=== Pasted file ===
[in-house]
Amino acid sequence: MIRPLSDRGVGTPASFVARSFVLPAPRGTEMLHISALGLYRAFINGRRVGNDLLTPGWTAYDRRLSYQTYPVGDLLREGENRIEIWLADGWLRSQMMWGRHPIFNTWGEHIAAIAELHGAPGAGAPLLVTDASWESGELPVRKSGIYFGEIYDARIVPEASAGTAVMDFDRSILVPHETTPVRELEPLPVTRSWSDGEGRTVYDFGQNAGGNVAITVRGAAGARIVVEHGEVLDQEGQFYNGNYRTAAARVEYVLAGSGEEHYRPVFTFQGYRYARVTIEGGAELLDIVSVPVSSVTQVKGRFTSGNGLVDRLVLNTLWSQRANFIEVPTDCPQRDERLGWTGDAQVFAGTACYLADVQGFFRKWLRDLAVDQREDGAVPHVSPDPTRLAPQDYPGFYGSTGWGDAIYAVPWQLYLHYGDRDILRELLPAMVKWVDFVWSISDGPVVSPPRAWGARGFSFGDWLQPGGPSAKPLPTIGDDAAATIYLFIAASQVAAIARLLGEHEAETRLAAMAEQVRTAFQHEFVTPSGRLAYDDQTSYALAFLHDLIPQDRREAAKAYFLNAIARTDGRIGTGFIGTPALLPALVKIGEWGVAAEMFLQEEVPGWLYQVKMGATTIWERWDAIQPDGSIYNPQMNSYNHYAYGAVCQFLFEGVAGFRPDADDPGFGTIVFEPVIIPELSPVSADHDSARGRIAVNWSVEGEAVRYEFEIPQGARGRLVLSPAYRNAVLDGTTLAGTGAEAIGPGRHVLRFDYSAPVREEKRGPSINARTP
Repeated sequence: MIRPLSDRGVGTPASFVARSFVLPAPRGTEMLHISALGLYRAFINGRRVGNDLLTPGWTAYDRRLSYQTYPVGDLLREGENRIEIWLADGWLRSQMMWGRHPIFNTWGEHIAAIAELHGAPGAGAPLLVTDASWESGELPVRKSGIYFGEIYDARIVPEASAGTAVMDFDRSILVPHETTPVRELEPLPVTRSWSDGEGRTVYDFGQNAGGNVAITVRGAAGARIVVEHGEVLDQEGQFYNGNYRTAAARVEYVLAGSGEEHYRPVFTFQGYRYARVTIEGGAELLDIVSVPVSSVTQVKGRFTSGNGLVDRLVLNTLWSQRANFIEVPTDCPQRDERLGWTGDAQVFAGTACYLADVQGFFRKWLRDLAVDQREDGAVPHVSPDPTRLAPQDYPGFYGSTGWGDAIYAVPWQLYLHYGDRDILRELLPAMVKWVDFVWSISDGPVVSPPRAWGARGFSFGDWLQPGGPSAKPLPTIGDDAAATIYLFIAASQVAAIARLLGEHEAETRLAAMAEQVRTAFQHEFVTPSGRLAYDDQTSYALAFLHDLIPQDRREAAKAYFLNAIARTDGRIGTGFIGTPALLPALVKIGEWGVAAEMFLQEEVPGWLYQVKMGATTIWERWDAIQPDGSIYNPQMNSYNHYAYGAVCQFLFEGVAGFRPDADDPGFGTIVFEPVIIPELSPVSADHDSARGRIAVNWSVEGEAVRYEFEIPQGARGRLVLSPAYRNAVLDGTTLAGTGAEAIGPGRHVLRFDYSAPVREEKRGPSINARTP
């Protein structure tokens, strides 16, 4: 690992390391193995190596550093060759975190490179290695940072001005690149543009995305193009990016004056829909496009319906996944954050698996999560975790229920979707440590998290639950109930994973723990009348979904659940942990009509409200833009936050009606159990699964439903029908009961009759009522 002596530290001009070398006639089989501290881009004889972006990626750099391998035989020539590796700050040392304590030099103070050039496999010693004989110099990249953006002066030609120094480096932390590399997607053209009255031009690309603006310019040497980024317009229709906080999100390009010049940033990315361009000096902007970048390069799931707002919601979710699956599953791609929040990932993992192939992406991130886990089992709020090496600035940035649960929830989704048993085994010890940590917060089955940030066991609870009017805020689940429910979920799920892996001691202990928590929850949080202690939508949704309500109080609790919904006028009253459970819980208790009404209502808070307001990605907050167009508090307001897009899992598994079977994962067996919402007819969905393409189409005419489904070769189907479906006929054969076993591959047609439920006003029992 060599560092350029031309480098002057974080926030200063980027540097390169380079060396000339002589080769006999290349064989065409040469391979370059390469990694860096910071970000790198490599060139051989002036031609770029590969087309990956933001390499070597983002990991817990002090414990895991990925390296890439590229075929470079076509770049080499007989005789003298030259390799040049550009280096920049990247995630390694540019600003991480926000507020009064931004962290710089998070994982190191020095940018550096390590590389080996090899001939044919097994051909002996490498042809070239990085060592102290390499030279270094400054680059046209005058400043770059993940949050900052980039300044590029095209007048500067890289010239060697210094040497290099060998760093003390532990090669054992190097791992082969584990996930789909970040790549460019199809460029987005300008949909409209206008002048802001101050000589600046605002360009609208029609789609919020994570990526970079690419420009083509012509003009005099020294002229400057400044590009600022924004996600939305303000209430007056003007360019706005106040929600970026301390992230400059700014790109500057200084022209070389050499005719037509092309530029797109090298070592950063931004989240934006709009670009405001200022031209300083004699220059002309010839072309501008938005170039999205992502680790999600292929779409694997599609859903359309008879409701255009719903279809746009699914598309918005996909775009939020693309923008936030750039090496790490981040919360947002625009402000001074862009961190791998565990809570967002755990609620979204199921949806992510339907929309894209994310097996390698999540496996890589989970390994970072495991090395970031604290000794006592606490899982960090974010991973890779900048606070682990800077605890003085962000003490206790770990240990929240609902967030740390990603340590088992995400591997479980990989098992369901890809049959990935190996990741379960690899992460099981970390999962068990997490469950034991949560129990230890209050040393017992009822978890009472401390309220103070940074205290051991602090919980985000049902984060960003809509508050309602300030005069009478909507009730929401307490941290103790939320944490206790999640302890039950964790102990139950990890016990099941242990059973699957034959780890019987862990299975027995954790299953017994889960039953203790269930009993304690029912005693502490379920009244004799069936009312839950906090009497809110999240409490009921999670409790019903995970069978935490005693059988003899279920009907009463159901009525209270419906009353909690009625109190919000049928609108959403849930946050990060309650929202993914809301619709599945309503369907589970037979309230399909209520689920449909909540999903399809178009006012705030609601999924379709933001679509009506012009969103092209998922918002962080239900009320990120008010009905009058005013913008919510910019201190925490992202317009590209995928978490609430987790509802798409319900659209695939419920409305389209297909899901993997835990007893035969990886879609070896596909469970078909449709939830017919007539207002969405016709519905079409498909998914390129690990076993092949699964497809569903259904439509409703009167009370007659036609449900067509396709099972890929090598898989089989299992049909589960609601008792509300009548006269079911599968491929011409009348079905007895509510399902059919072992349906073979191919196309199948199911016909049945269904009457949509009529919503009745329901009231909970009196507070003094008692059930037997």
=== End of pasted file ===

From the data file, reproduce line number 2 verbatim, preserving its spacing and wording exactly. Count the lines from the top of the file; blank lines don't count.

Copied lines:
Amino acid sequence: MIRPLSDRGVGTPASFVARSFVLPAPRGTEMLHISALGLYRAFINGRRVGNDLLTPGWTAYDRRLSYQTYPVGDLLREGENRIEIWLADGWLRSQMMWGRHPIFNTWGEHIAAIAELHGAPGAGAPLLVTDASWESGELPVRKSGIYFGEIYDARIVPEASAGTAVMDFDRSILVPHETTPVRELEPLPVTRSWSDGEGRTVYDFGQNAGGNVAITVRGAAGARIVVEHGEVLDQEGQFYNGNYRTAAARVEYVLAGSGEEHYRPVFTFQGYRYARVTIEGGAELLDIVSVPVSSVTQVKGRFTSGNGLVDRLVLNTLWSQRANFIEVPTDCPQRDERLGWTGDAQVFAGTACYLADVQGFFRKWLRDLAVDQREDGAVPHVSPDPTRLAPQDYPGFYGSTGWGDAIYAVPWQLYLHYGDRDILRELLPAMVKWVDFVWSISDGPVVSPPRAWGARGFSFGDWLQPGGPSAKPLPTIGDDAAATIYLFIAASQVAAIARLLGEHEAETRLAAMAEQVRTAFQHEFVTPSGRLAYDDQTSYALAFLHDLIPQDRREAAKAYFLNAIARTDGRIGTGFIGTPALLPALVKIGEWGVAAEMFLQEEVPGWLYQVKMGATTIWERWDAIQPDGSIYNPQMNSYNHYAYGAVCQFLFEGVAGFRPDADDPGFGTIVFEPVIIPELSPVSADHDSARGRIAVNWSVEGEAVRYEFEIPQGARGRLVLSPAYRNAVLDGTTLAGTGAEAIGPGRHVLRFDYSAPVREEKRGPSINARTP